Is it Possible to Workout with Diastasis Recti (aka Post-Baby Tummy)?

Diastasis recti is a very common occurrence in postnatal women as well as anyone who has been obese. It is the stretching of the tissue that connects the two sides of the rectus abdominis together (this is the “6 pack” muscle). Living with diastasis can be hard. Women especially often feel self-conscious about their abdominals holding the rounded shape of pregnancy. I’ve had clients over the years that are constantly asked when they are due as a result of their diastasis. (Note: don’t ever ask a woman if she is pregnant –even if it looks like she might give birth in the next five minutes.) On top of appearance, diastasis might be a sign that your abdominals aren’t functioning well. This can lead to back pain or injury, pelvic floor issues, poor movement patterns (which are likely to injure other joints), loss of balance, and other issues.

How can you tell if you have diastasis? 

Lie on your back and lift your head and shoulders off the floor with your hand over your tummy. If you feel pressure up from the midline or if you can push your fingers deep in between your rectus abdominus then you likely have a diastasis. (Some degree of space is to be expected; that is what creates the 6-pack line.)

Don’t worry!

It can be fixed or very much improved with proper care.  If you think you might have diastasis, I highly recommend seeing a physiotherapist that specializes in pre/postnatal recovery. I work closely with the wonderful folks at Bloom physiotherapy who take the best care of my clients that I send their way. They are pros at getting moms functioning well again.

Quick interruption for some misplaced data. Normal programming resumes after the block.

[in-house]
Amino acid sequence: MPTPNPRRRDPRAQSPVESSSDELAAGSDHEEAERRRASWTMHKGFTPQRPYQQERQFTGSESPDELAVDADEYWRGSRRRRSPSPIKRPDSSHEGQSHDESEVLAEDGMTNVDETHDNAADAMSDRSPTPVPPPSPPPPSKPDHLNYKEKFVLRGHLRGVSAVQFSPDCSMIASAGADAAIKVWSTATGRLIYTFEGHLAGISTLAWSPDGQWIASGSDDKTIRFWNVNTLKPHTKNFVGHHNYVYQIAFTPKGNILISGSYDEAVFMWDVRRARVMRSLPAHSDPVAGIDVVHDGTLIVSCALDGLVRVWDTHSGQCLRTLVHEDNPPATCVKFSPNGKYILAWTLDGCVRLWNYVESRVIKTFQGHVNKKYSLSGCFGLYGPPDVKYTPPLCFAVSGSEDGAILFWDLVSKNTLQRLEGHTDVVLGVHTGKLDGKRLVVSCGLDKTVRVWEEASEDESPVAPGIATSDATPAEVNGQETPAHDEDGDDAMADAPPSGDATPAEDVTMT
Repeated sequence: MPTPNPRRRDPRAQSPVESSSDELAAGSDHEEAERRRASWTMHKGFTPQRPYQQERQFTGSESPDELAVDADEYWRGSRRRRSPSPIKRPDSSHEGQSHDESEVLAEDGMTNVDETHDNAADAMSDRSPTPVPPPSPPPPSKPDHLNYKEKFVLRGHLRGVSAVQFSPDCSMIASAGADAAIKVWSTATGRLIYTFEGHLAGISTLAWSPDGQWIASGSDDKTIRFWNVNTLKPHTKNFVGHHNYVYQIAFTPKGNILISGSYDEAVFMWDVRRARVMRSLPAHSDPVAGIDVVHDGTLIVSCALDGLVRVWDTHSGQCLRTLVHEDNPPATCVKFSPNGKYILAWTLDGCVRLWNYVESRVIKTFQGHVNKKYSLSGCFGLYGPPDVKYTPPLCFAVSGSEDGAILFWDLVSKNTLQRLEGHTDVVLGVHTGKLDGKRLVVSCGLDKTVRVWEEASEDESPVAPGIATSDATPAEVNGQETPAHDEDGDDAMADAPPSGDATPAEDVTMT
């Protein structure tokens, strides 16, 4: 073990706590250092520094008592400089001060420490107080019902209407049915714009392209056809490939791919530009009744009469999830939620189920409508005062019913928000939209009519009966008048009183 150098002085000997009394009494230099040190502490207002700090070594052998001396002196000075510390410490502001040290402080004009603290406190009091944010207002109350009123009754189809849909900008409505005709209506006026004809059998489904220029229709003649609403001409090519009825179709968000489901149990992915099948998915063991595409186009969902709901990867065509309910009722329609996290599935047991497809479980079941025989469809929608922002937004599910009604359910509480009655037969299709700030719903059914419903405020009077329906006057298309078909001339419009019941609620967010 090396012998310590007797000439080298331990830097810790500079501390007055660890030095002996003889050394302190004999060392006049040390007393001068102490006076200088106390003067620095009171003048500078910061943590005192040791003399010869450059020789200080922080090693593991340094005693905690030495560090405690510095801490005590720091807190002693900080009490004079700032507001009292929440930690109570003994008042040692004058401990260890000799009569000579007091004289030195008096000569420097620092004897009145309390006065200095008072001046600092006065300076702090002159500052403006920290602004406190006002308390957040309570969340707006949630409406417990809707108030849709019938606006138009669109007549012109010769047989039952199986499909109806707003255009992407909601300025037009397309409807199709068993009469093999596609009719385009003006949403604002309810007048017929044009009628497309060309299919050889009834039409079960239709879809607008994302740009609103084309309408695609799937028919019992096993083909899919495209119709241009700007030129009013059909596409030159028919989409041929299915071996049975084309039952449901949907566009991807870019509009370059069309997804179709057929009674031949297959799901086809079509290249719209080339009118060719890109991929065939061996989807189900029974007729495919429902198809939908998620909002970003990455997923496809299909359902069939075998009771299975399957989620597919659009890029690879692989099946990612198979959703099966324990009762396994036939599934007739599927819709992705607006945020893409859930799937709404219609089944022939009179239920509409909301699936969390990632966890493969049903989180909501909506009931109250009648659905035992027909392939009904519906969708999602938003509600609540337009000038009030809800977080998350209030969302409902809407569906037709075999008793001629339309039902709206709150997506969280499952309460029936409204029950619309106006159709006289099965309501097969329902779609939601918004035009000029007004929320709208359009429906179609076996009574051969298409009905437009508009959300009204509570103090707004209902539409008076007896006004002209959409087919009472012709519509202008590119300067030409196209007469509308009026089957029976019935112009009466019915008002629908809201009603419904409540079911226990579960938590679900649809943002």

When you are looking for a physiotherapist please make sure you find one that will support you in working out even while you are recovering. Movement is medicine and all movement can be modified. Many moms have been told not to do anything until they are recovered, but it is possible to heal your diastasis and follow the physio’s program while exercising. In fact, women recover better when they are training (properly) and not just doing physio. Moms need to be strong and fit; they do a lot of heavy lifting, they need the energy and endorphins to help with sleep deprivation and they all want to feel like themselves again after pregnancy. Exercise is key for all moms. 

Exercise is the link between physio and life.

I’ve seen so many moms over the years that get good at their physio exercises but still can’t do the things they want to do.  While it can be frustrating (especially for the fitter moms) to slow down a workout in order to connect to their core, and then slowly progress each movement in a way that the core can keep up, it is the key to recovery and getting back to doing all the things you used to do. Even with diastasis and zero core awareness, there are plenty of movements that will not over-stress the core that can help build strength, endurance and improve body composition. In truth, our tissues and muscles respond to the stresses placed on them by building stronger tissue. If you can find a fitness professional that understands the recovery process and helps you train right, it will speed up recovery and get you back to doing everything you used to do.

Here are the basics: 

Learn the feeling of “doming” i.e. when your midline pushes forward in between your abdominals, and learn how to control the doming with gentle core work. Over time you should be able to progress to more challenging core exercises (anything is safe as long as there’s no doming). Work through all your functional exercises and regress the movement to the point that you can maintain proper core engagement and no doming. Progress these movements as you get stronger. With lots of commitment (and patience), you’ll be back to pre-pregnancy function before you know it!

This blog post was written by Coach Kate Laird